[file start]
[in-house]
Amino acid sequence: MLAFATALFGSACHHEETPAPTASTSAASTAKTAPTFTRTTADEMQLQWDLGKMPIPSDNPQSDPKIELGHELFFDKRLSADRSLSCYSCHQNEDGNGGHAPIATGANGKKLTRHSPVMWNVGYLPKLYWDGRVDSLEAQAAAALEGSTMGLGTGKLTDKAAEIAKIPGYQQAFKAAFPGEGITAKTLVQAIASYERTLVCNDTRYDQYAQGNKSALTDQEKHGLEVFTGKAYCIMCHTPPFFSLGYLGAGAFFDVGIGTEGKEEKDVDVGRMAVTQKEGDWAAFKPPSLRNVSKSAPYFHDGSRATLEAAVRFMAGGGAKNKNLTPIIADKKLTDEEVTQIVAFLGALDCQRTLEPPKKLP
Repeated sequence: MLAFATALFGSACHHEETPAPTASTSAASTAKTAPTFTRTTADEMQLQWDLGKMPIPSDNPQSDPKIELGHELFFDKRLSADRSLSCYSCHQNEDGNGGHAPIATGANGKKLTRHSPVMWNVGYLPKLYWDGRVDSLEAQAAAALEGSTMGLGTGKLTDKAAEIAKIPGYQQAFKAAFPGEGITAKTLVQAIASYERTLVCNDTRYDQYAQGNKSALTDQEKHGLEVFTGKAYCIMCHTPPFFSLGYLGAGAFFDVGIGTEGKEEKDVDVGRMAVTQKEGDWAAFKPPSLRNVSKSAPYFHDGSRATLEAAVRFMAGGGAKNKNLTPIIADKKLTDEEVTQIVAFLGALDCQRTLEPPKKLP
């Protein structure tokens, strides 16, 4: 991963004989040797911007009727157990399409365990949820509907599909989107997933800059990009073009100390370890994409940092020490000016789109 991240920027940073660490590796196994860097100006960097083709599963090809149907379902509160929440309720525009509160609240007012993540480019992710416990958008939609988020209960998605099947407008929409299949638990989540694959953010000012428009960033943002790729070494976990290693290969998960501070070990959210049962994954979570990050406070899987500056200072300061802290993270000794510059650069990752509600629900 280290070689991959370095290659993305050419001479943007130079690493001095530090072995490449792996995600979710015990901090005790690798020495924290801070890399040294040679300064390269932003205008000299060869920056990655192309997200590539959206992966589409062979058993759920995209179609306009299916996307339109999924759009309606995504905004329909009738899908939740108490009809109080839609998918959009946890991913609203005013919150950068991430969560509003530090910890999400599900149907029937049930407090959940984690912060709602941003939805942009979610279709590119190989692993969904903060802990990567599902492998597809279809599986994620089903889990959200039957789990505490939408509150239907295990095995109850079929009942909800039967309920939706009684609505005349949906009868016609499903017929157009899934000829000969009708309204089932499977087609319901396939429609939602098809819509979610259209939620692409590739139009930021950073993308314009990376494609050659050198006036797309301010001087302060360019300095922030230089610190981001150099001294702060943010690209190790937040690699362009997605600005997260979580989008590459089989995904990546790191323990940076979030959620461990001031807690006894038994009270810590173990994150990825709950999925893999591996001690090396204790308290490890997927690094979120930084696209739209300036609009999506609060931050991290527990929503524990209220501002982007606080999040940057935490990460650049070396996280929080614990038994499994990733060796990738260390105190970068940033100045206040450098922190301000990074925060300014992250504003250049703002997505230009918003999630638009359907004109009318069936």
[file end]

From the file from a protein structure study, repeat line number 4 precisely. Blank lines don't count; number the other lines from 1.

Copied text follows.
């Protein structure tokens, strides 16, 4: 991963004989040797911007009727157990399409365990949820509907599909989107997933800059990009073009100390370890994409940092020490000016789109 991240920027940073660490590796196994860097100006960097083709599963090809149907379902509160929440309720525009509160609240007012993540480019992710416990958008939609988020209960998605099947407008929409299949638990989540694959953010000012428009960033943002790729070494976990290693290969998960501070070990959210049962994954979570990050406070899987500056200072300061802290993270000794510059650069990752509600629900 280290070689991959370095290659993305050419001479943007130079690493001095530090072995490449792996995600979710015990901090005790690798020495924290801070890399040294040679300064390269932003205008000299060869920056990655192309997200590539959206992966589409062979058993759920995209179609306009299916996307339109999924759009309606995504905004329909009738899908939740108490009809109080839609998918959009946890991913609203005013919150950068991430969560509003530090910890999400599900149907029937049930407090959940984690912060709602941003939805942009979610279709590119190989692993969904903060802990990567599902492998597809279809599986994620089903889990959200039957789990505490939408509150239907295990095995109850079929009942909800039967309920939706009684609505005349949906009868016609499903017929157009899934000829000969009708309204089932499977087609319901396939429609939602098809819509979610259209939620692409590739139009930021950073993308314009990376494609050659050198006036797309301010001087302060360019300095922030230089610190981001150099001294702060943010690209190790937040690699362009997605600005997260979580989008590459089989995904990546790191323990940076979030959620461990001031807690006894038994009270810590173990994150990825709950999925893999591996001690090396204790308290490890997927690094979120930084696209739209300036609009999506609060931050991290527990929503524990209220501002982007606080999040940057935490990460650049070396996280929080614990038994499994990733060796990738260390105190970068940033100045206040450098922190301000990074925060300014992250504003250049703002997505230009918003999630638009359907004109009318069936």